In its latest statement on Tuesday, ASIC Deputy Chair Sarah Court said the regulator “is disappointed to have to yet again commence legal proceedings, on this occasion no fewer than six times, against a major bank.”
“The conduct and breaches alleged in these proceedings caused widespread consumer harm and ranged across Westpac’s everyday banking, financial advice, superannuation and insurance businesses.
“It is unprecedented for ASIC to file multiple proceedings against the same respondent at the same time,’ said Ms Court.
“However, these were exceptional circumstances. ASIC had numerous Westpac-related matters under investigation through the course of 2021, and we decided to expedite those matters for consideration by the Court at the earliest opportunity.”
ASIC said in its statement the six matters filed against Westpac concern:
Fees for no service – deceased customers: ASIC alleges that over a 10-year period, Westpac and related entities within the Westpac group, charged over $10 million in advice fees to over 11,000 deceased customers for financial advice services that were not provided due to their death.
General insurance: ASIC alleges that Westpac distributed duplicate insurance policies to over 7,000 customers for the same property at the same time, causing customers to pay for two (or more) insurance policies where they had no need for the additional policies. ASIC also alleges that Westpac issued insurance policies to, and sought payment of premiums from, 329 customers who had not consented to entering into an insurance policy.
Insurance in super: ASIC alleges that Westpac subsidiary BT Funds Management charged members insurance premiums that included commission payments, despite commissions having been banned under the Future of Financial Advice reforms. BT Funds Management represented that the insurance fees had been properly deducted from members accounts when in fact the insurance fees that were deducted included commissions that were not permitted. Some members also paid commissions to financial advisers via their premiums even though they had elected to have the financial adviser component removed from their account. BT Funds is remediating over $12 million to over 8,000 affected members who were incorrectly charged.
Inadequate fee disclosure: ASIC alleges that Westpac licensees BT Financial Advice, Securitor and Magnitude (all no longer operating) charged ongoing contribution fees for financial advice to customers without proper disclosure. Some fees were not disclosed to the customer at all, at other times the amount disclosed was less than the amount charged. It is estimated that at least 25,000 customers were charged over $7 millon in fees that had not been disclosed, or adequately disclosed.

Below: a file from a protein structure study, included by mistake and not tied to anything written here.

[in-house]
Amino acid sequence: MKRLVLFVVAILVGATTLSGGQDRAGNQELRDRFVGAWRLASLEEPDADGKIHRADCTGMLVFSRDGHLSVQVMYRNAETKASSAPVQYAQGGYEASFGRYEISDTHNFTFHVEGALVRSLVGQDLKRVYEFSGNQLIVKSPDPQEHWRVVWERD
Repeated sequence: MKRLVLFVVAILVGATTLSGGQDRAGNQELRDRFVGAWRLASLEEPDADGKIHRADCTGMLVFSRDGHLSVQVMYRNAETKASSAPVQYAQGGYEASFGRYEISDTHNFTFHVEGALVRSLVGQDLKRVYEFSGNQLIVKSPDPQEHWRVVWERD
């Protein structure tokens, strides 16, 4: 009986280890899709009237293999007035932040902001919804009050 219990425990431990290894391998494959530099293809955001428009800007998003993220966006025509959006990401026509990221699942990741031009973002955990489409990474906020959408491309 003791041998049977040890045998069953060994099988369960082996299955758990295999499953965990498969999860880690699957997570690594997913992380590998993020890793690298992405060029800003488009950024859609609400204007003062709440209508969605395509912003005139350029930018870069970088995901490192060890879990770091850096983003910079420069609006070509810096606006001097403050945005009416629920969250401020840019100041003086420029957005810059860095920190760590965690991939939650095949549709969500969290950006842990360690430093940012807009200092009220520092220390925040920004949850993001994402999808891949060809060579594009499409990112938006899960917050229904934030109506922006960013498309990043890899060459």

Deregistered company accounts: ASIC alleges that Westpac did not have appropriate processes to manage accounts held in the names of deregistered companies. As a result, Westpac allowed approximately 21,000 deregistered company accounts to remain open. Westpac continued to charge fees on those accounts and allowed funds to be withdrawn from these accounts that should have been remitted to ASIC or the Commonwealth.
Debt onsale: ASIC alleges that Westpac sold consumer credit card and flexi-loan debt to debt purchasers with incorrect interest rates. These interest rates were higher than Westpac was contractually allowed to charge on at least part of the debts, resulting in more than 16,000 customers, who were likely to be in financial distress, being overcharged interest. Westpac and/or the debt purchasers have refunded over $17 million to affected customers.
ASIC further alleges that in all matters, excluding Debt onsale and Insurance in super, Westpac failed to ensure that its financial services were provided efficiently, honestly and fairly.
ASIC said the other financial regulator, the Australian Prudential Regulation Authority (APRA) has also been reviewing these matters and both groups “have taken a coordinated approach to their respective inquiries.”